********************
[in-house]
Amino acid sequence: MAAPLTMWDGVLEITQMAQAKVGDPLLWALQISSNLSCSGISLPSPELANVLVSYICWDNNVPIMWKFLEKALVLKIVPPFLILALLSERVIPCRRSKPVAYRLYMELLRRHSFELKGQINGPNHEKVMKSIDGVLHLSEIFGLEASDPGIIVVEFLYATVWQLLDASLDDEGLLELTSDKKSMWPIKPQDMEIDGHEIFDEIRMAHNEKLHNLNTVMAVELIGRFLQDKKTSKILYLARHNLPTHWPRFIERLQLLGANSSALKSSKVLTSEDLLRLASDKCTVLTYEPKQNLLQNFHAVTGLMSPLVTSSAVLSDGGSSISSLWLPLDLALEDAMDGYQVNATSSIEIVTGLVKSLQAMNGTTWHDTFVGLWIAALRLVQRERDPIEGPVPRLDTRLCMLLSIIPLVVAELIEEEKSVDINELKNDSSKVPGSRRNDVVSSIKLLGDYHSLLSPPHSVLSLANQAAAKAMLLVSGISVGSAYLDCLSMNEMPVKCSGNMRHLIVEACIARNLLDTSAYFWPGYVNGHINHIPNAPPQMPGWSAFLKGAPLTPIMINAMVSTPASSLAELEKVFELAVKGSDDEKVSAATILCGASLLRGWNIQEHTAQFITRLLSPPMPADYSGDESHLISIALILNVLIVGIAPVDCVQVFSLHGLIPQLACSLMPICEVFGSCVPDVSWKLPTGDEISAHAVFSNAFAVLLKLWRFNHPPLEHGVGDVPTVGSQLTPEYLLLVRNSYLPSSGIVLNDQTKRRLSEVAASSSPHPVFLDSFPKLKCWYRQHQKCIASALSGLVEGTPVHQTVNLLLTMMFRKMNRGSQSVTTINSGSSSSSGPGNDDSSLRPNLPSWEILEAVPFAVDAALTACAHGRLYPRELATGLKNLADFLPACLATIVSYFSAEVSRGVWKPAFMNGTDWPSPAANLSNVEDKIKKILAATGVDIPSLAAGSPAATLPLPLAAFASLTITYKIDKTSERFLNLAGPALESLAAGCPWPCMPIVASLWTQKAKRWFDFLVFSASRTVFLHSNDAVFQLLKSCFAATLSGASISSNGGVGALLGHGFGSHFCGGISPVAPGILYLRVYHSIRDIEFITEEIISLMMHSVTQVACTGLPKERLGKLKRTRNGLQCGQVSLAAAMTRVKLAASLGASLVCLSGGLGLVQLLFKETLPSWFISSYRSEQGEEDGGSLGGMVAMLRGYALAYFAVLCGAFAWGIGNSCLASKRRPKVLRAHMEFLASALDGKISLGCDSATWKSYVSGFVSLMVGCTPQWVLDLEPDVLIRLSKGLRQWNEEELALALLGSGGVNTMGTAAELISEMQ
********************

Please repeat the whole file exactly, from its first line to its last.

[in-house]
Amino acid sequence: MAAPLTMWDGVLEITQMAQAKVGDPLLWALQISSNLSCSGISLPSPELANVLVSYICWDNNVPIMWKFLEKALVLKIVPPFLILALLSERVIPCRRSKPVAYRLYMELLRRHSFELKGQINGPNHEKVMKSIDGVLHLSEIFGLEASDPGIIVVEFLYATVWQLLDASLDDEGLLELTSDKKSMWPIKPQDMEIDGHEIFDEIRMAHNEKLHNLNTVMAVELIGRFLQDKKTSKILYLARHNLPTHWPRFIERLQLLGANSSALKSSKVLTSEDLLRLASDKCTVLTYEPKQNLLQNFHAVTGLMSPLVTSSAVLSDGGSSISSLWLPLDLALEDAMDGYQVNATSSIEIVTGLVKSLQAMNGTTWHDTFVGLWIAALRLVQRERDPIEGPVPRLDTRLCMLLSIIPLVVAELIEEEKSVDINELKNDSSKVPGSRRNDVVSSIKLLGDYHSLLSPPHSVLSLANQAAAKAMLLVSGISVGSAYLDCLSMNEMPVKCSGNMRHLIVEACIARNLLDTSAYFWPGYVNGHINHIPNAPPQMPGWSAFLKGAPLTPIMINAMVSTPASSLAELEKVFELAVKGSDDEKVSAATILCGASLLRGWNIQEHTAQFITRLLSPPMPADYSGDESHLISIALILNVLIVGIAPVDCVQVFSLHGLIPQLACSLMPICEVFGSCVPDVSWKLPTGDEISAHAVFSNAFAVLLKLWRFNHPPLEHGVGDVPTVGSQLTPEYLLLVRNSYLPSSGIVLNDQTKRRLSEVAASSSPHPVFLDSFPKLKCWYRQHQKCIASALSGLVEGTPVHQTVNLLLTMMFRKMNRGSQSVTTINSGSSSSSGPGNDDSSLRPNLPSWEILEAVPFAVDAALTACAHGRLYPRELATGLKNLADFLPACLATIVSYFSAEVSRGVWKPAFMNGTDWPSPAANLSNVEDKIKKILAATGVDIPSLAAGSPAATLPLPLAAFASLTITYKIDKTSERFLNLAGPALESLAAGCPWPCMPIVASLWTQKAKRWFDFLVFSASRTVFLHSNDAVFQLLKSCFAATLSGASISSNGGVGALLGHGFGSHFCGGISPVAPGILYLRVYHSIRDIEFITEEIISLMMHSVTQVACTGLPKERLGKLKRTRNGLQCGQVSLAAAMTRVKLAASLGASLVCLSGGLGLVQLLFKETLPSWFISSYRSEQGEEDGGSLGGMVAMLRGYALAYFAVLCGAFAWGIGNSCLASKRRPKVLRAHMEFLASALDGKISLGCDSATWKSYVSGFVSLMVGCTPQWVLDLEPDVLIRLSKGLRQWNEEELALALLGSGGVNTMGTAAELISEMQ